Monthly Archive for May, 2007Page 2 of 28

Nokia – Qualcomm fight slows down 3G progress

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Nokia

While Nokia is fighting tooth and nail for GSM rights, they’re admitting more legally unfettered technologies might have time to make progress while Nokia and Qualcomm’s 3G efforts are stunted. In response to a recent competition among manufacturers to produce 3G handhelds in the $100 price range, which was won by LG, Nokia’s Chief Technology Officer Tero Ojanpera said:

“3G is not about cheap price but about new capabilities, … It’s not the first priority to have a cheap phone.”

That’s an especially interesting statement considering their movement in India. If Nokia is setting budget products and 3G as mutually exclusive, then it looks like India’s going to be stuck with second-rate (but accessible) service for some time, that is, unless, someone can step in to fill that higher-end niche.

New AT&T CEO: “You want the iPhone? You want the iPhone? You can’t handle the iPhone!”

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iPhoneThat may be an exaggeration. Randall Stephenson, current COO and heir-apparent to the throne of AT&T, actually said:

“I don’t know what your expectations are for the iPhone, but they’re probably too low,” he said during the Lehman Brothers analyst conference Wednesday.

I’ll admit it, my expectations of the iPhone are pretty low, but when he goes on to say that it will be a “game changer” for their wireless arm, it can’t really be denied that sales are going to be good for this thing. Forecasts have been good, and c’mon – it’s Apple. They’re an established brand that’s built a lot of hype around its product, and AT&T is totally going to be cashing in on its three months of exclusivity.

ThoughtPeice: Email: Still the Killer App!

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Rembrandt and Manning

More than a few times someone has remarked to me something along the lines of: “what’s the big deal about the BlackBerry…all it does well is email.” To which I reply: “well, yeah…and all Peyton Manning does well is throw the football.” (For those of you more culturally inclined, I’ll say “well, yeah…and all Rembrandt did well was paint.”)

Email is easily the most widely used application of the Internet, even more so than the World Wide Web with all of the cool sites like this one. In fact, email is probably the most important advance in person to person communication since the advent of the telephone. So a device that does portable email well is a pretty significant achievement, much like a portable phone. In retrospect, it seems like genius for RIM to have realized the market opportunity that existed and to have so successfully exploited it.

With all of the recent attention showered on the more exciting multimedia features it’s easy to take the email application for granted. Yet email remains a killer app in the mobile world, and one that establishes the BlackBerry as an entrenched competitor for years to come, no matter what the efforts of Microsoft and Apple.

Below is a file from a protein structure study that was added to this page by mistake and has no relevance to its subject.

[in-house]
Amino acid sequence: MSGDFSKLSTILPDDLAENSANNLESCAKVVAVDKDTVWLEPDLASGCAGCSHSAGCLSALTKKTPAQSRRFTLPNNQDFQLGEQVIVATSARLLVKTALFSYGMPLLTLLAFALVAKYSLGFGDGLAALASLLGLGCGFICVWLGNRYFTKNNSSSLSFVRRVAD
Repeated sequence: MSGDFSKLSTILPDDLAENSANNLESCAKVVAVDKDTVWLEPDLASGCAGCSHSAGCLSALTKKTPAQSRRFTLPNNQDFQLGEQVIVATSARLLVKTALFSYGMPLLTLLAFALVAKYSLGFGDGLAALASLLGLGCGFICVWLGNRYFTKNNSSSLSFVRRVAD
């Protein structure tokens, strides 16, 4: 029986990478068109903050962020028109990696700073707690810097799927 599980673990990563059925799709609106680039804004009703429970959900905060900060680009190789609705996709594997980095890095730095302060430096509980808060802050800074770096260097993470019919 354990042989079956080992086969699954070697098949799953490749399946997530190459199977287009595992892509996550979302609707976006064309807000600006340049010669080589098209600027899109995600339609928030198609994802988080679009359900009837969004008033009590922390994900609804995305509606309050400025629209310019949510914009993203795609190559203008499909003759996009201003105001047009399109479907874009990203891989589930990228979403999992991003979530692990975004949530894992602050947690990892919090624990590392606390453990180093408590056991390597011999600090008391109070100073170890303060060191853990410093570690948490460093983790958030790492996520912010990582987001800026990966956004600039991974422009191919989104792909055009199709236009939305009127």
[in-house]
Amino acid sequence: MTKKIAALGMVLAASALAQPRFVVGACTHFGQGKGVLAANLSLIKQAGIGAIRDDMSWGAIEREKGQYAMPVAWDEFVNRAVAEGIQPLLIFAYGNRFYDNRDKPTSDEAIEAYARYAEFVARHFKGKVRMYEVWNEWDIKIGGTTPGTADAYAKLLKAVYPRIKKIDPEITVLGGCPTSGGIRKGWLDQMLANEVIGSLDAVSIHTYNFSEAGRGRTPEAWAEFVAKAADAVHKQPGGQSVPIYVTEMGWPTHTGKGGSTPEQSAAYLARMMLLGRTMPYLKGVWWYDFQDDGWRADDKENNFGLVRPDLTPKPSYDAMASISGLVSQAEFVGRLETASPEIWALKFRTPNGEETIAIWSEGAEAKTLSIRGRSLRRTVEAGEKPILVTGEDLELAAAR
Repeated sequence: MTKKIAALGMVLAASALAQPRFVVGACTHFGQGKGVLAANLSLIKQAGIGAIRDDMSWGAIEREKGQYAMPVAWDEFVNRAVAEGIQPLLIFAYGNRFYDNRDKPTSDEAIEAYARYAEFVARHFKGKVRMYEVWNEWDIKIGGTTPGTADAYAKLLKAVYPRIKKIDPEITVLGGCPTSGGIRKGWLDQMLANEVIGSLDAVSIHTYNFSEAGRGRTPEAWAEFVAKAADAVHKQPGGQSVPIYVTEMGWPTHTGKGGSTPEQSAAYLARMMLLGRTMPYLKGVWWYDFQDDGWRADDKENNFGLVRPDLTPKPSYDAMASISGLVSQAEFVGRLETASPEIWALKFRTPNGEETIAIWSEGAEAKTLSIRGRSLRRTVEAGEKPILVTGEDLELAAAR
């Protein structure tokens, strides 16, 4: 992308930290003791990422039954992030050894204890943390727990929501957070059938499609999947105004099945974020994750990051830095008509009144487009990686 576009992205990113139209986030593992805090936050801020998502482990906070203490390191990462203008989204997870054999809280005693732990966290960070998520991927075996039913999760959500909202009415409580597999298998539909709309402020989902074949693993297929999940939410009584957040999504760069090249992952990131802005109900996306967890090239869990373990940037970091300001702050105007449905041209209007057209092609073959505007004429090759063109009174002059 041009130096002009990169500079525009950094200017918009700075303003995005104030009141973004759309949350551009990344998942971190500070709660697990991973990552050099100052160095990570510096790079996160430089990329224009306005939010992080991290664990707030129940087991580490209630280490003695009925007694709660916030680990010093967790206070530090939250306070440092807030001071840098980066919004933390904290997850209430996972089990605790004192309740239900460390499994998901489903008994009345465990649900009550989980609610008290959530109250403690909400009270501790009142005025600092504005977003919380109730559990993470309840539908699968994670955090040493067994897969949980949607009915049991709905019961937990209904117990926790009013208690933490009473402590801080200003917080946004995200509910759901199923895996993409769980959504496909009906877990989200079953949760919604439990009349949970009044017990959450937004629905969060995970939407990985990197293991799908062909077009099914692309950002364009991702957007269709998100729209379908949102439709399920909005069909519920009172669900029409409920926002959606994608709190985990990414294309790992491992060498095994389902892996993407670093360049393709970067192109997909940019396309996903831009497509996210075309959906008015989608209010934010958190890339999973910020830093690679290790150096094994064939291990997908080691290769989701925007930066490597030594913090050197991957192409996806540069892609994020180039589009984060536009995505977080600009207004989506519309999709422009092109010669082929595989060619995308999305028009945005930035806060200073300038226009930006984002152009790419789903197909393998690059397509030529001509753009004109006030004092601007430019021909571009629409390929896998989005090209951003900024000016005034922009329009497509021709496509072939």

Smartphone accessories make more money than smartphones

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Banana PhoneHere’s a bit of a surprise, coming to us by way of our friends at Cellular-News. It seems as though smartphone accessory sales far exceed those of smartphones themselves, generating over US$32 billion in revenues in 2007, compared to approx. US$28 billion expected to come from smartphone sales this year. ABI Research, the firm that produced the report, expects the market for mobile phone accessories to grow steadily in the next five years and generate over $80 billion in revenues in 2012.

Handset vendors like Nokia and Motorola are taking advantage of this consumer trend by offering products specifically tailored to ‘mobile enhancement’ or ‘personalization’. A personal favorite around BBCool HQ is the ever-versatile Banana Phone attachment.

Continue reading ‘Smartphone accessories make more money than smartphones’

Nokia launching low-cost GSM network in India

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IndiaNokia’s hitting up India again, having won a contract to build a greenfield GSM network out of Kolkata under their Aircel brand. Greenfield networks float around the 1800MHz band, and sport some pretty interesting possibilities with such low overhead.

A complete green-field GSM deployment can be profitable with as little as US$5 average monthly revenue per user (ARPU). And costs are falling, of course. In 2004, new mobile phones were available for as little as $50 on the black market, i.e. that’s the selling price w/o taxes, and used phones for $20. Now a … GSM Association initiative promises to drive new handset costs below $30.

Pair this off with Nokia’s extensive low-lend line of devices, and it’s looking like RIM’s meager push into India won’t get too far.

Jibi scopes out BlackBerry Web Desktop Manager

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BlackBerry Windows Desktop ManagerRegular BBCool contributer, Jibi, lays into BlackBerry’s new Web Desktop Manager, which, as the name implies, gives a lot of the functionality of the desktop app as a browser-based client.

“The BlackBerry Web Desktop includes almost all basic functionality, including the ability to change your signature, configure filter settings, device switch management, and complete backup and restore functionality.”

Sounds good! On the whole, Jibi’s really happy with the new manager, harping especially on the cost-free factor of it all. (Also, Mac users are no longer screwed, ed.)